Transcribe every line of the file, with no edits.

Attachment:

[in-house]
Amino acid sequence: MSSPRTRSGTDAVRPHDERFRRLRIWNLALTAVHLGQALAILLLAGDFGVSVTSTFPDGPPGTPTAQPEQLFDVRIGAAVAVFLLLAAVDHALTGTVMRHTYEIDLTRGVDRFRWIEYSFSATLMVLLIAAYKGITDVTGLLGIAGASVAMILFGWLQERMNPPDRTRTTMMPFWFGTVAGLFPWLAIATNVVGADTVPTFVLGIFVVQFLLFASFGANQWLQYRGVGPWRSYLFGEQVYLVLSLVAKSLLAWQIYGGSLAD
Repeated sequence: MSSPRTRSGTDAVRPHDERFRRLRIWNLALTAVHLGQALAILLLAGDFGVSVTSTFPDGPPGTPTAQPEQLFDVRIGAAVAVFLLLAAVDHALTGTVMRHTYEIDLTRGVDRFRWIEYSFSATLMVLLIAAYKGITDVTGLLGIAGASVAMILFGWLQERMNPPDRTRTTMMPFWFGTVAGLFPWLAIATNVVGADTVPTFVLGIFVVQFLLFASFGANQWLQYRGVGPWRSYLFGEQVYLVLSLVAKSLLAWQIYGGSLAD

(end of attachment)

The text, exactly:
[in-house]
Amino acid sequence: MSSPRTRSGTDAVRPHDERFRRLRIWNLALTAVHLGQALAILLLAGDFGVSVTSTFPDGPPGTPTAQPEQLFDVRIGAAVAVFLLLAAVDHALTGTVMRHTYEIDLTRGVDRFRWIEYSFSATLMVLLIAAYKGITDVTGLLGIAGASVAMILFGWLQERMNPPDRTRTTMMPFWFGTVAGLFPWLAIATNVVGADTVPTFVLGIFVVQFLLFASFGANQWLQYRGVGPWRSYLFGEQVYLVLSLVAKSLLAWQIYGGSLAD
Repeated sequence: MSSPRTRSGTDAVRPHDERFRRLRIWNLALTAVHLGQALAILLLAGDFGVSVTSTFPDGPPGTPTAQPEQLFDVRIGAAVAVFLLLAAVDHALTGTVMRHTYEIDLTRGVDRFRWIEYSFSATLMVLLIAAYKGITDVTGLLGIAGASVAMILFGWLQERMNPPDRTRTTMMPFWFGTVAGLFPWLAIATNVVGADTVPTFVLGIFVVQFLLFASFGANQWLQYRGVGPWRSYLFGEQVYLVLSLVAKSLLAWQIYGGSLAD